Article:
Much of the US Military is based on a fairly simple rule: if you want to get something done, go to the man in charge. Following the rule usually works efficiently. To preserve the rule, military service-members learn the chain of command and learn to be sticklers for abiding by it. So when it comes to the US military, you can generally expect if a General tells a bunch of Colonels to do something, it gets done, and so on down the ranks. Graphed, this process becomes a line and block chart (see Figure 3). Since the military is so big, these charts can be very helpful for using the rule. If a certain block is causing trouble, you follow the line to the next block above it and you tell that block to tell the block below it to fall back in line and do it quick.
This kind of order is something of an amazing accomplishment for so large a human society as the US military, so you can’t necessarily blame military leaders for growing so dependent on it that they can’t seem to recognize when it doesn’t apply. But at some point you have to, especially when they make the mistake over and over, and when they do it so publicly. For the last eleven years the military has been making precisely this mistake over and over again in Afghanistan and Pakistan. In trying to understand how social influence works in those countries, US military leaders can’t seem to see past a line and block chart.
Just yesterday Secretary of Defense Leon Panetta told reporters that the government of Pakistan has to stop “allowing terrorists to use their country as a safety net in order to conduct their attacks on our forces.” Today, the Chairman of the Joint Chiefs of Staff, General Dempsey, said the US military is “extraordinarily dissatisfied” with Pakistan’s continued toleration of Afghan insurgents. Last year, former Chairman Admiral Mike Mullen claimed that Pakistani Intelligence was sponsoring terrorists in the Haqqani Network. And a senator on the Senate Armed Forces Committee claimed that the government of Pakistan “is engaging in hostile acts against the United States and our ally Afghanistan that must cease.”
All of these statements operate under the same basic assumption: if bad stuff in Pakistan is happening that we don’t like, the way to stop it is to find the top block in the Pakistan line and block chart, and tell it to get all the blocks below it to do what it says. It’s the same assumption that underlies most of the way the US military has operated in Afghanistan (see Key Leader Engagements, or incessant complaints about Karzai failing to stop corruption in the Afghan government). The military’s use of the assumption in Afghanistan has been as problematic there as it has been for its attempts to understand influence (and use it) in Pakistan.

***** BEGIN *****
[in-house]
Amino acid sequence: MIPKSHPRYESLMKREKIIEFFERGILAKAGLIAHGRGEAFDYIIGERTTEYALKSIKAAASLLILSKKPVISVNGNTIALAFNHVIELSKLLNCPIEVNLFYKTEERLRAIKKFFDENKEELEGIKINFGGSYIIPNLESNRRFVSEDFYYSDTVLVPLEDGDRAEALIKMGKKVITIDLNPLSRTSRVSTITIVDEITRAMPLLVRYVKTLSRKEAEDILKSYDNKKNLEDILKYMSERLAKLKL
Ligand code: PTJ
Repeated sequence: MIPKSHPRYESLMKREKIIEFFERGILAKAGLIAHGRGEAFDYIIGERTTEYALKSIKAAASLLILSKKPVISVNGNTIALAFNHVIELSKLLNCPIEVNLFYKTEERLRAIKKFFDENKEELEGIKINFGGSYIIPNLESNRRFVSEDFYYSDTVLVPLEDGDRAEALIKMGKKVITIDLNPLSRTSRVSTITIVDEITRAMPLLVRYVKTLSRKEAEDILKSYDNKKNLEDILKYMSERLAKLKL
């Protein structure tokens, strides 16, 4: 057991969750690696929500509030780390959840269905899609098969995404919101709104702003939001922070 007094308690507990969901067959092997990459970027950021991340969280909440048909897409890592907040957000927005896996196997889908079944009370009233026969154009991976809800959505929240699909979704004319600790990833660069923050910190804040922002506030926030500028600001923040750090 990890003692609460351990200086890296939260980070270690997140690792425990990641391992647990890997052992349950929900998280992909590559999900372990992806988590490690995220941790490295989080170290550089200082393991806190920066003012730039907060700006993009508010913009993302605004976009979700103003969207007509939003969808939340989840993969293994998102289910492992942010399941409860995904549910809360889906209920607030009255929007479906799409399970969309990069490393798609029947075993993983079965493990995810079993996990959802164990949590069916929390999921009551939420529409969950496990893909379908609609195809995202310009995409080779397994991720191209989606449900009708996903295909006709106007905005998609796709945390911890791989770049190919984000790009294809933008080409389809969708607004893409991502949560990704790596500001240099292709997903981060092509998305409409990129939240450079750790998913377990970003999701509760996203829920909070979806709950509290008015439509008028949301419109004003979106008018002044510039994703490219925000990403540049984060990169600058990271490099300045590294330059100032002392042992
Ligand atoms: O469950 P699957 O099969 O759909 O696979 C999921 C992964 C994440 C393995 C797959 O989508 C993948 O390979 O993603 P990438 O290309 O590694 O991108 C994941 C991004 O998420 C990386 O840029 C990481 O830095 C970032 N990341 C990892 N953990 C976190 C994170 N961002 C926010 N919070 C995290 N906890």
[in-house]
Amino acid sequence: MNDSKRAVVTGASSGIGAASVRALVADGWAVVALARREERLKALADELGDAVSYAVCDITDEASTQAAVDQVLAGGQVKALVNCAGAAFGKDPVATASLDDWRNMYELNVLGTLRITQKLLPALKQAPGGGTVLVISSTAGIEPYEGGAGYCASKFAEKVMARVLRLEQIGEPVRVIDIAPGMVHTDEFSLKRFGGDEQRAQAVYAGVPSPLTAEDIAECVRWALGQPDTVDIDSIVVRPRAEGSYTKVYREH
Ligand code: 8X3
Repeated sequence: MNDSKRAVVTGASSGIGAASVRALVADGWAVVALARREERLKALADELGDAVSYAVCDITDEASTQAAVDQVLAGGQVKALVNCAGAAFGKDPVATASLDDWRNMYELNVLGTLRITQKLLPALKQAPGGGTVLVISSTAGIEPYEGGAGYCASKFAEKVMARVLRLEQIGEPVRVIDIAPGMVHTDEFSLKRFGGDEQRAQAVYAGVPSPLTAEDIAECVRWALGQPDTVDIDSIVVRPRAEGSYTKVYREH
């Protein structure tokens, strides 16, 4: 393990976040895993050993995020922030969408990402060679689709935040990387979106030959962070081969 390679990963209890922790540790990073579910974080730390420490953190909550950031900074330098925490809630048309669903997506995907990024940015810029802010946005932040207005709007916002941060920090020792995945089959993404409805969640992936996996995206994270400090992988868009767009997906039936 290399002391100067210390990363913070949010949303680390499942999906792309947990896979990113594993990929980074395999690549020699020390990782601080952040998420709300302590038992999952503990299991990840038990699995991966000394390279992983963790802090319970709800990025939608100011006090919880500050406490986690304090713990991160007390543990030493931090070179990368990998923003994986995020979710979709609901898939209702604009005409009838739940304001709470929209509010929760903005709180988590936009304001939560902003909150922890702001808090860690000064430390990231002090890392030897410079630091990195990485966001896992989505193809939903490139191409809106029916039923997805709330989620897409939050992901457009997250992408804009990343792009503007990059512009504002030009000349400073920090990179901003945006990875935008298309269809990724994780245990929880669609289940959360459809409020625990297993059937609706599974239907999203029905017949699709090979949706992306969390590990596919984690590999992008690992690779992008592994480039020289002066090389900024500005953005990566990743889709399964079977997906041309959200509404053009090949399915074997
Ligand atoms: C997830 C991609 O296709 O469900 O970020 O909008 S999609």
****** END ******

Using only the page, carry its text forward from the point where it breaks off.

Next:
Just because insurgents are operating in a part of Pakistan doesn’t mean that the government of Pakistan can do anything about it. Why should we expect their military to be able to do what the combined militaries of ISAF and NATO so clearly can’t in the country next door? Nor should it be expected that it can stop its own military and intelligence officers from helping insurgents. Who is going to force those officers to stop doing what they consider the appropriate thing to do? Other officers? Without the widespread acceptance of the chain of command among the service-members themselves, influence-on-demand requires force. But force requires soldiers to impose it, and if enough of those soldiers are the ones that are in disagreement with the top block in the first place, then the imposition of force isn’t possible. And if the leaders are interested in preserving the appearance of authority, and in preserving as much actual authority as they can manage, they probably won’t risk losing that by attempting to impose force.
The continued public reliance on organizational hierarchy in nascent organizations like the Pakistani government and military (yes nascent, it’s only a little more than 50 years old and the government in Afghanistan is even younger) is disappointing given the fact that so many scholars and analysts have pointed out that such hierarchy doesn’t hold in most of either country. As this review of Noah Coburn’s book Bazaar Politics put it: “Local power brokers might possess wealth, honor, a reputation for piety, abundant weaponry or powerful allies, but they lacked the means or the will to convert those gifts into decisive authority.”
The self-enforced chain of command in the US military is a relatively new and impressive accomplishment for a human society. It’s taken a couple hundred years of relative internal peace to produce it. Pakistan hasn’t had that, and they don’t have that kind of chain of command. That’s something I really wish at least the analysts of the US military and intelligence community could learn and help US military leaders learn. But as plenty of US military leaders have pointed out, they haven’t.
The US military is supposed to be led by hard-nosed realists. But hard-nosed realists wouldn’t complain about the ineffectiveness of line-and-block-style influence when they already know that kind of influence doesn’t exist. Moreover, public reliance on organizational hierarchy in Pakistan might actually be harmful to that hierarchy, since publicly pointing out its weakness might reinforce the autonomy of subordinate units within the hierarchy. In any event, continuing to blame the government of Pakistan for not being able to control everyone within its territory, or even everyone within the ranks of its military, just continues to show how little the US military understands how influence operates in Pakistan. It’d be bad enough if that just indicated poor understanding, but such public displays don’t bode well for their attempts to use influence either.